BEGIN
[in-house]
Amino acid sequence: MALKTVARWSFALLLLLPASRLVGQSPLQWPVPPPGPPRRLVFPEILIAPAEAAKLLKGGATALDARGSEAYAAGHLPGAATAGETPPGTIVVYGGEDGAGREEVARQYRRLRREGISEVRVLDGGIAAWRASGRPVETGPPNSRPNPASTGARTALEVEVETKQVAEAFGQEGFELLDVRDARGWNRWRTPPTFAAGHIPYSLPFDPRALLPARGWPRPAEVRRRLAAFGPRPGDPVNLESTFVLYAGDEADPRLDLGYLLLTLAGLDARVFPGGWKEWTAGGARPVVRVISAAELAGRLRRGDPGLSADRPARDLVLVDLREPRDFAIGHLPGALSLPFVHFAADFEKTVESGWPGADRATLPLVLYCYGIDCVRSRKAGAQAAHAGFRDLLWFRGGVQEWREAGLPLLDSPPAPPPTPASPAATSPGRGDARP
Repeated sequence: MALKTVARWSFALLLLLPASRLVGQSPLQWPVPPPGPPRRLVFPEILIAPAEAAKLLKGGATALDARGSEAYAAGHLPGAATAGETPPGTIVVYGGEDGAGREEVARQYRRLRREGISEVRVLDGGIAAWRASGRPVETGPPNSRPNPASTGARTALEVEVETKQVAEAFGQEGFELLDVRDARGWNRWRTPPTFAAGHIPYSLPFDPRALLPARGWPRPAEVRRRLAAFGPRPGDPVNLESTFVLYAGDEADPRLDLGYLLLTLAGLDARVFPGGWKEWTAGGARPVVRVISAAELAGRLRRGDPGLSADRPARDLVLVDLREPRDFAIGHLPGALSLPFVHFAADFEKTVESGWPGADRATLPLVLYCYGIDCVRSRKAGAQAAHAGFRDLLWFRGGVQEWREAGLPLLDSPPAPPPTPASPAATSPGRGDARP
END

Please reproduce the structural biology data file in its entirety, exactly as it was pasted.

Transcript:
[in-house]
Amino acid sequence: MALKTVARWSFALLLLLPASRLVGQSPLQWPVPPPGPPRRLVFPEILIAPAEAAKLLKGGATALDARGSEAYAAGHLPGAATAGETPPGTIVVYGGEDGAGREEVARQYRRLRREGISEVRVLDGGIAAWRASGRPVETGPPNSRPNPASTGARTALEVEVETKQVAEAFGQEGFELLDVRDARGWNRWRTPPTFAAGHIPYSLPFDPRALLPARGWPRPAEVRRRLAAFGPRPGDPVNLESTFVLYAGDEADPRLDLGYLLLTLAGLDARVFPGGWKEWTAGGARPVVRVISAAELAGRLRRGDPGLSADRPARDLVLVDLREPRDFAIGHLPGALSLPFVHFAADFEKTVESGWPGADRATLPLVLYCYGIDCVRSRKAGAQAAHAGFRDLLWFRGGVQEWREAGLPLLDSPPAPPPTPASPAATSPGRGDARP
Repeated sequence: MALKTVARWSFALLLLLPASRLVGQSPLQWPVPPPGPPRRLVFPEILIAPAEAAKLLKGGATALDARGSEAYAAGHLPGAATAGETPPGTIVVYGGEDGAGREEVARQYRRLRREGISEVRVLDGGIAAWRASGRPVETGPPNSRPNPASTGARTALEVEVETKQVAEAFGQEGFELLDVRDARGWNRWRTPPTFAAGHIPYSLPFDPRALLPARGWPRPAEVRRRLAAFGPRPGDPVNLESTFVLYAGDEADPRLDLGYLLLTLAGLDARVFPGGWKEWTAGGARPVVRVISAAELAGRLRRGDPGLSADRPARDLVLVDLREPRDFAIGHLPGALSLPFVHFAADFEKTVESGWPGADRATLPLVLYCYGIDCVRSRKAGAQAAHAGFRDLLWFRGGVQEWREAGLPLLDSPPAPPPTPASPAATSPGRGDARP